World Water Day and Human Rights

On March 22 communities around the world will turn their focus to the world's water crisis by participating in World Water Day. Many events are being sponsored to bring attention to what some have labeled "the new oil of the 21st century", as we anticipate the diminishing of our water resources in the not so distant future.

Those of us who have been learning about the Azawak understand that for some the future is here and now. In the Azawak, the only place to get water is from marshes or deep wells that get replenished from the rain. This water is not clean, but nonetheless it is water. However, with the rainy season getting shorter and shorter, even this dirty water is less and less available. As the dry season progresses and the marshes and wells dry up, people have to travel distances of 17 miles one way just to reach a water source that may also have dried.
Takat and Aminata fetching water from a pond
contaminated with animal and human waste.

September 2005. Photo courtesy of Ariane Kirtley.

This is truly a water crisis right now.

While here in the United States, water is easily accessed by switching on a tap, 1.1 billion people in the world have insufficient access to water. Worldwide, we need to be concerned about our water resources. Awareness and conservation are of the utmost importance and ought to underlie all school curricula on water.

But do take note: according to the UNDP Human Development Report of 2006, "The scarcity at the heart of the global water crisis is rooted in power, poverty and inequality, not in physical availability." This is most apparent in the Azawak of West Africa where sustainable aquifers exist deep below the ground. Yet the population of 500,000 people, mostly Tuareg and Fulani ethnic minorities, suffer due to the lack of access to that water flowing beneath their land.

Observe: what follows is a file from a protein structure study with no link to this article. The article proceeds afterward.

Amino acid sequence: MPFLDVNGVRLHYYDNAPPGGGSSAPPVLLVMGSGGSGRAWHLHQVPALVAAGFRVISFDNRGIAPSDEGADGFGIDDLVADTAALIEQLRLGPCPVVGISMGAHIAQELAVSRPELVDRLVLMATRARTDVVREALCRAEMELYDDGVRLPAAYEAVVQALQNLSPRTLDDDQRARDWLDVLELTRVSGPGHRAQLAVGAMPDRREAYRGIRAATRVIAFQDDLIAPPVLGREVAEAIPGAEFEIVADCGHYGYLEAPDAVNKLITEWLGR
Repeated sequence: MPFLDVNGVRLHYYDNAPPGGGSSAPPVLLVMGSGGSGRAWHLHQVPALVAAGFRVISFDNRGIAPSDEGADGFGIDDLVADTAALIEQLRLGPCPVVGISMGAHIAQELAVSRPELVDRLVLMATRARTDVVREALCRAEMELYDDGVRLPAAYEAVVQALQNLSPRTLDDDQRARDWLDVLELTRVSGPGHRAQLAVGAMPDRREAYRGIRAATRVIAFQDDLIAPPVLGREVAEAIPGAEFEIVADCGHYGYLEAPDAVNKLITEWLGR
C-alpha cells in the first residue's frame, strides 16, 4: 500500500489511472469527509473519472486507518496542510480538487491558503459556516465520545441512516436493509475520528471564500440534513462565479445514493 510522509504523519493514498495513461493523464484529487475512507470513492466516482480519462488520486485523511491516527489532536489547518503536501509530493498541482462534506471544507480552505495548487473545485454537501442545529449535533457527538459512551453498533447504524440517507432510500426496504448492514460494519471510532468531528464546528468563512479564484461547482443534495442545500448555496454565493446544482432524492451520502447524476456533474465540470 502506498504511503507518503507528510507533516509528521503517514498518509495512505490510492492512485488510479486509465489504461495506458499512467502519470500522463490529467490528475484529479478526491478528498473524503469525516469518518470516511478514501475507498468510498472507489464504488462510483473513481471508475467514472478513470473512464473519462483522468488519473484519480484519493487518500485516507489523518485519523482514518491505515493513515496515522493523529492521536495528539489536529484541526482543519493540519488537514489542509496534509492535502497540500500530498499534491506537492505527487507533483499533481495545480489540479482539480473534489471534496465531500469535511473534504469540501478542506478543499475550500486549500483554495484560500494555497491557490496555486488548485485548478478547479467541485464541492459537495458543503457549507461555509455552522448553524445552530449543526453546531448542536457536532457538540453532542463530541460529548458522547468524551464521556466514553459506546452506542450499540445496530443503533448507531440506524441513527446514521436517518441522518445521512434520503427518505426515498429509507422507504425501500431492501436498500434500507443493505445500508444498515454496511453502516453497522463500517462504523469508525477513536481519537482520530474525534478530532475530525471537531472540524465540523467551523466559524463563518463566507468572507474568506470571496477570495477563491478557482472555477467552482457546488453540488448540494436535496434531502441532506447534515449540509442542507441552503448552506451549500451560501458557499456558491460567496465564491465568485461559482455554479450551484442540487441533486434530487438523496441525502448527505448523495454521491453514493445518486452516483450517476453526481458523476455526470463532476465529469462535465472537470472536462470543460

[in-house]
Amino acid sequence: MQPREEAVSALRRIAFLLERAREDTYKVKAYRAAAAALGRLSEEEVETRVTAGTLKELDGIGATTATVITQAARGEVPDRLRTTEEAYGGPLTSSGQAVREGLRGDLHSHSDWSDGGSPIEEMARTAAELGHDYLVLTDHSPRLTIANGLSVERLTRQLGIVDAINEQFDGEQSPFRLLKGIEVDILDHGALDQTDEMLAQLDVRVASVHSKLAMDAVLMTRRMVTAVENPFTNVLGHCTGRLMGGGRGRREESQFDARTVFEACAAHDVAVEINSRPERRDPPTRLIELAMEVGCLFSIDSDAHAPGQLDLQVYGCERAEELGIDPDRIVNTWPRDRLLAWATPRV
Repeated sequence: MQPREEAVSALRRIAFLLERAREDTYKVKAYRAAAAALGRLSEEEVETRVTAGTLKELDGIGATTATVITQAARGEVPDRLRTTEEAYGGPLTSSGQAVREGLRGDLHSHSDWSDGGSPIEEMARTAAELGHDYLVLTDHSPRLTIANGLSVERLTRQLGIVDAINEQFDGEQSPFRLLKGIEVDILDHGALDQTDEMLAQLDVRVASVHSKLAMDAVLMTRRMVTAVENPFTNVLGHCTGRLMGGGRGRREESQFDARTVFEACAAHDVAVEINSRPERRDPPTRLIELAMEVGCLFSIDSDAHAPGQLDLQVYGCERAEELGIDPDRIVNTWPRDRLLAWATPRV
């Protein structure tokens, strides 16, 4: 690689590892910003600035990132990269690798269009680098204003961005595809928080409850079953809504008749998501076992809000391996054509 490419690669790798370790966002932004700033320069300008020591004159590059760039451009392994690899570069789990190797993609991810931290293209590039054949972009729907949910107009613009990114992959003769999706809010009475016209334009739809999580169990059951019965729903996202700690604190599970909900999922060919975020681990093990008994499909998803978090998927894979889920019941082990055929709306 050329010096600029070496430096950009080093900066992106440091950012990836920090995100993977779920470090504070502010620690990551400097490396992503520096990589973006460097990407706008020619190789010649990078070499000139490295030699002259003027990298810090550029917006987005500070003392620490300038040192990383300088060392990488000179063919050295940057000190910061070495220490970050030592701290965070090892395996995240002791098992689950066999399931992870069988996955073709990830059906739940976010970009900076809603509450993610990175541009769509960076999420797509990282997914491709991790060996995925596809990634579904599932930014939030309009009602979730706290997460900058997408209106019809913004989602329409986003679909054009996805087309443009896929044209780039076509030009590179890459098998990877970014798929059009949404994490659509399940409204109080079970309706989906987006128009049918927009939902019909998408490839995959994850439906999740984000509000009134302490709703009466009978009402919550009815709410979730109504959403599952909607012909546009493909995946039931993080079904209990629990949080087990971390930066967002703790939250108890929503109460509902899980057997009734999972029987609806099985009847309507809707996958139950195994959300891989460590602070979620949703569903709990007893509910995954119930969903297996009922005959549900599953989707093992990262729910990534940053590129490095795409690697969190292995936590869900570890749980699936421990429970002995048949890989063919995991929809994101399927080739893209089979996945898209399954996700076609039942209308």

This is a human rights issue.

Amman Imman seeks to rectify that inequality by reaching that clean water. We are building boreholes in the Azawak that go the distance beneath the ground to bring that water to the surface so that the people can get to it.

Amman Imman, Arr Issudar.
Water is Life, Milk is Hope.
Before you can have hope, you first need water.

Use this World Water Day to expand your students' awareness of the water crisis worldwide, and focus in on the extreme nature of the crisis that exists in the Azawak. Then, help us turn the world's attention toward the inequality in this region, and help Amman Imman bring water and hope to the Azawak valley.

Spread the word about "Run for Water" taking place in Washington D.C. on March 22. Find out more and download the flyer at this post: Run for Water on World Water Day.

Download the UNDP Human Development Report 2006, subtitled "Beyond scarcity: power, poverty and the global water crisis"

Download a report on what kids have to say about it: Water Rights and Wrongs; A young people's summary of the United Nations Human Development Report 2006 Beyond scarcity: power, poverty and the global water crisis

Resources to supplement your curriculum for World Water Day

A Trip With Drip: The Water Drop
a learning by doing workbook on water for children published by the United Nations Environmental Programme(UNEP)

Every Body Counts, Every Drop Matters
United Nations Classroom Resource Guide on Water, designed to inform students about the world's water resources and get them involved in preserving them.

Blue Planet Run: The Race to Provide Safe Drinking Water to the World
Facts and photos depicting the water crisis around the world

Information about the Water for Life Decade, 2005-2015, has videos about water crisis

Water Partners International. Lesson Plans For Teachers and Children and Water Facts

USGS Water Science for Schools. Discover how much water you use at home by answering a questionnaire.

Teacher Planet. Water Lesson Resources. Worksheets and lessons plans related to water awareness.

IRC International Water and Sanitation Centre. Water for kids. A selection of resources to teach your class about water.


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